Hardware, on the other hand, is massively parallel. All the "gates" (*) are all running all the time. It's like multi-threading a program, taken to the limit of infinity. However, if designed correctly, this thing can scale beyond belief, since it's all parallel.

    It's also important to note that it's a Virtex4 [xilinx.com] on that card. That's one hell of an FPGA, they sure aren't cutting any corners. I'm not sure which one they're using, but some Virtex4 chips have PowerPC processors at 450 MHz.

    This is definitely a niche product for now, due mainly to the lack of people who can write code in Hardware Description Languages (HDLs). But if you can figure it out, and you have an application that works on a massive scale, this may be for you.

    Oh, and for all you detractors who are saying "that thing only runs at 500 MHz! How is it supposed to be faster than my 2 GHz AMD chip?" You're forgetting one very important factor. Your AMD chip executes one instruction at a time, and the important instructions are surrounded by instructions whose sole purpose is to control program flow or move data back and forth. However, the XtremeDSP slices of a Virtex4 can each execute a multiply and an add in a single cycle, and there are up to 512 of them in the most hardcore Virtex4 chip, and other logic executing in parallel can control the "program flow" and ferry data back and forth across the bus.

    *: Modern FPGAs are actually built out of SRAMs that can implement arbitrary logic functions. They're no longer arrays of gates, so to speak.
    • *: Modern FPGAs are actually built out of SRAMs that can implement arbitrary logic functions. They're no longer arrays of gates, so to speak.

      What a relief for the Linux crowd! We no longer have to imagine a Beowulf cluster of Vistas.

  • by Dr. Spork (142693) on Monday April 24, 2006 @11:06AM (#15189972)
    The fact that this is practical has made me wonder how well it would work to use a motherboard socket for a GPU. With Hypertransport it would have absolutely direct access to system ram and could help itself to as much as it needed. I would love to be able to use standard CPU heatsinks on a GPU.

    But what I find really exciting about this idea is that once the GPU is in the motherboard, I'm sure programmers would find an easy way to use all that logic to do calculations - say, media encoding. Heck, I know they are trying to do this with GPU's on cards, but this would be a much lower latency connection.

    I wonder how this would affect total system cost. I mean, I know multi-socket mobos will always cost more, but then again, when the GPU is a chip instead of a card, that should bring costs down. Also, they could ditch all that PCI-e logic and those slots. Upgrading would definitely be cheaper, and can you imagine two socketed GPUs on the mobo running a Hypertransport version of SLi? That might be the fastest, quietest gaming rig ever!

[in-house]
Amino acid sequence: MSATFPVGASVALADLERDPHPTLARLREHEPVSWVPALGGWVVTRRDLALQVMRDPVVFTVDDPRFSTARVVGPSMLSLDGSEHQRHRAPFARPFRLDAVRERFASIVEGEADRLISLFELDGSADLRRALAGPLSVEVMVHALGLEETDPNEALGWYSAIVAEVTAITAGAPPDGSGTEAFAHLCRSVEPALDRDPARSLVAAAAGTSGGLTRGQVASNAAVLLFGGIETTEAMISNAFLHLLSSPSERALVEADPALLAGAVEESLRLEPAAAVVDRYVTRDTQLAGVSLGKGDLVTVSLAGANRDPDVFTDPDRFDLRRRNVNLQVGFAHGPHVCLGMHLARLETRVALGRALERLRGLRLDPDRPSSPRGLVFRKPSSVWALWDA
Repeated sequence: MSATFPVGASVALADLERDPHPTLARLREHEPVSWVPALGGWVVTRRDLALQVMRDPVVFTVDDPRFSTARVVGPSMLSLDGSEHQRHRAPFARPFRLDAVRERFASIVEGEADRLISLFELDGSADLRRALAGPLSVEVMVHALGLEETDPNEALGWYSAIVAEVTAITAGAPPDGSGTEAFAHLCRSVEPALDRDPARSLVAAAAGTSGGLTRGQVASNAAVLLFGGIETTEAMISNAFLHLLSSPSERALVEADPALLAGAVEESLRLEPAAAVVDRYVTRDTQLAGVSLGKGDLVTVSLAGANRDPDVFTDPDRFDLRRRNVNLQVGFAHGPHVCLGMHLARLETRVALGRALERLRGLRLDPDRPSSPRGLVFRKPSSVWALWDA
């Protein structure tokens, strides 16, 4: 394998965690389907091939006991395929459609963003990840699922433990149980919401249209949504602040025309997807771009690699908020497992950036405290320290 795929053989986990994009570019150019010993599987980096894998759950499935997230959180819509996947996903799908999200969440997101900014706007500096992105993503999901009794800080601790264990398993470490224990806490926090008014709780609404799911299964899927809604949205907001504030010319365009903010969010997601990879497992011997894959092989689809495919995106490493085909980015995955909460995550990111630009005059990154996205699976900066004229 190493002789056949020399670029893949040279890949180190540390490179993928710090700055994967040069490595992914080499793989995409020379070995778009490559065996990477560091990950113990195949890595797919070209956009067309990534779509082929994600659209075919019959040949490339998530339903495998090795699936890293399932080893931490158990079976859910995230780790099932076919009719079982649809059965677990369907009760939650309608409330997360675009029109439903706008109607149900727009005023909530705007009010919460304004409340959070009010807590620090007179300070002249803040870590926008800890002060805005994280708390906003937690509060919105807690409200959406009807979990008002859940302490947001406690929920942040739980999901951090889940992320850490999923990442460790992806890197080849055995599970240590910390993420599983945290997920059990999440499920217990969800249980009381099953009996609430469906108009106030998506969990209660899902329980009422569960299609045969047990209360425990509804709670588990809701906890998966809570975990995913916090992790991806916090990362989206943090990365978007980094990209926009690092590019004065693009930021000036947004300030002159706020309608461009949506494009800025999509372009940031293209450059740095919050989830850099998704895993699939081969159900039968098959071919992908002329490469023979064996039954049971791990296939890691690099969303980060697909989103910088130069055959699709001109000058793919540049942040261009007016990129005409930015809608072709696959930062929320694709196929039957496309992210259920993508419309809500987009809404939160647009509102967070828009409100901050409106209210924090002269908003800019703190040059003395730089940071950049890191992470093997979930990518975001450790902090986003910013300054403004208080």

• Another requirement then would probably be to have a second bank of ram slots for "Video" ram ... though this could be a great thing if the gpu becomes generally available as a co-processor as presumably your faster video ram could be used for aonther level of caching? It would also mean you could upgrade your gpu and video ram seperately. The only downside I think I can see is that your video output's are likely to be tied to your motherboard though perhaps that's where pci-* steps back in (so you can
    • Probably not, because only expensive server processors like the Opteron and Xeon can be used in multi-CPU systems. While there are a few gamers who use the Opteron- probably they just like to spend money- they don't have the volume to justify producing such a thing. It would cost $5000 like the FPGA in the article, and probably not be updated as often as regular GPU's.

      Now, a programmable co-processor on a PCIe x16 card... I'd like to be able to encode a movie in five minutes.
    • But what I find really exciting about this idea is that once the GPU is in the motherboard, I'm sure programmers would find an easy way to use all that logic to do calculations - say, media encoding.

      Now I'm confused. This sounds about like someone saying: "Now that they've got hybrid technology in cars, they should put it in trucks. Then we can take the trucks and make them smaller by removing the truck bed, and put more seats in. Maybe even put a car body on it..."

      What do you think this FPGA is for, exa